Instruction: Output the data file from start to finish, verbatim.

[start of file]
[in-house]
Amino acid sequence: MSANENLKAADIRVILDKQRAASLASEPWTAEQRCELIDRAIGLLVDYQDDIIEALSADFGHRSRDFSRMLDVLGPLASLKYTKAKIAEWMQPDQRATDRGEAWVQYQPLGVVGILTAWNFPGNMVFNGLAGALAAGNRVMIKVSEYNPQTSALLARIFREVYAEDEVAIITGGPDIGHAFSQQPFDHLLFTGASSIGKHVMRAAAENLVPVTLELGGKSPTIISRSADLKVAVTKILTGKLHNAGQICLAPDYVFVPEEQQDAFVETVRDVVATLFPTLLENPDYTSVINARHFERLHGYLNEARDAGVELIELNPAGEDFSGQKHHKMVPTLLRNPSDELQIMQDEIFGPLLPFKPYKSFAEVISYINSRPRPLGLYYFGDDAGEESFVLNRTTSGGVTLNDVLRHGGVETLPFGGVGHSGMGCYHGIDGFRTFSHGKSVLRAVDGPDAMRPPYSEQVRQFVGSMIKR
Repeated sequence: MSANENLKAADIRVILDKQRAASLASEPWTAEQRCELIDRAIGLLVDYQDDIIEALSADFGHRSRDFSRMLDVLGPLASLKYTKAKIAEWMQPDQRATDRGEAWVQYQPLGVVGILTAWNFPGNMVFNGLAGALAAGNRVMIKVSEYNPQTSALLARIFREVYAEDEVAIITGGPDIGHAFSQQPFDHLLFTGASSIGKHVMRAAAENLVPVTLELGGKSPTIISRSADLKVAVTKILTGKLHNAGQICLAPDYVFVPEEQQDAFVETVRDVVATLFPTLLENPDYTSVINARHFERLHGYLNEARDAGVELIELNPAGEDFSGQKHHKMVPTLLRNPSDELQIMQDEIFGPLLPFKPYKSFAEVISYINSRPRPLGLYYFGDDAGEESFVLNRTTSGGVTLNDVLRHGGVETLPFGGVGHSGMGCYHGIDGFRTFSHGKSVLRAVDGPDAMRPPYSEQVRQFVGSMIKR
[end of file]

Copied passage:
[in-house]
Amino acid sequence: MSANENLKAADIRVILDKQRAASLASEPWTAEQRCELIDRAIGLLVDYQDDIIEALSADFGHRSRDFSRMLDVLGPLASLKYTKAKIAEWMQPDQRATDRGEAWVQYQPLGVVGILTAWNFPGNMVFNGLAGALAAGNRVMIKVSEYNPQTSALLARIFREVYAEDEVAIITGGPDIGHAFSQQPFDHLLFTGASSIGKHVMRAAAENLVPVTLELGGKSPTIISRSADLKVAVTKILTGKLHNAGQICLAPDYVFVPEEQQDAFVETVRDVVATLFPTLLENPDYTSVINARHFERLHGYLNEARDAGVELIELNPAGEDFSGQKHHKMVPTLLRNPSDELQIMQDEIFGPLLPFKPYKSFAEVISYINSRPRPLGLYYFGDDAGEESFVLNRTTSGGVTLNDVLRHGGVETLPFGGVGHSGMGCYHGIDGFRTFSHGKSVLRAVDGPDAMRPPYSEQVRQFVGSMIKR
Repeated sequence: MSANENLKAADIRVILDKQRAASLASEPWTAEQRCELIDRAIGLLVDYQDDIIEALSADFGHRSRDFSRMLDVLGPLASLKYTKAKIAEWMQPDQRATDRGEAWVQYQPLGVVGILTAWNFPGNMVFNGLAGALAAGNRVMIKVSEYNPQTSALLARIFREVYAEDEVAIITGGPDIGHAFSQQPFDHLLFTGASSIGKHVMRAAAENLVPVTLELGGKSPTIISRSADLKVAVTKILTGKLHNAGQICLAPDYVFVPEEQQDAFVETVRDVVATLFPTLLENPDYTSVINARHFERLHGYLNEARDAGVELIELNPAGEDFSGQKHHKMVPTLLRNPSDELQIMQDEIFGPLLPFKPYKSFAEVISYINSRPRPLGLYYFGDDAGEESFVLNRTTSGGVTLNDVLRHGGVETLPFGGVGHSGMGCYHGIDGFRTFSHGKSVLRAVDGPDAMRPPYSEQVRQFVGSMIKR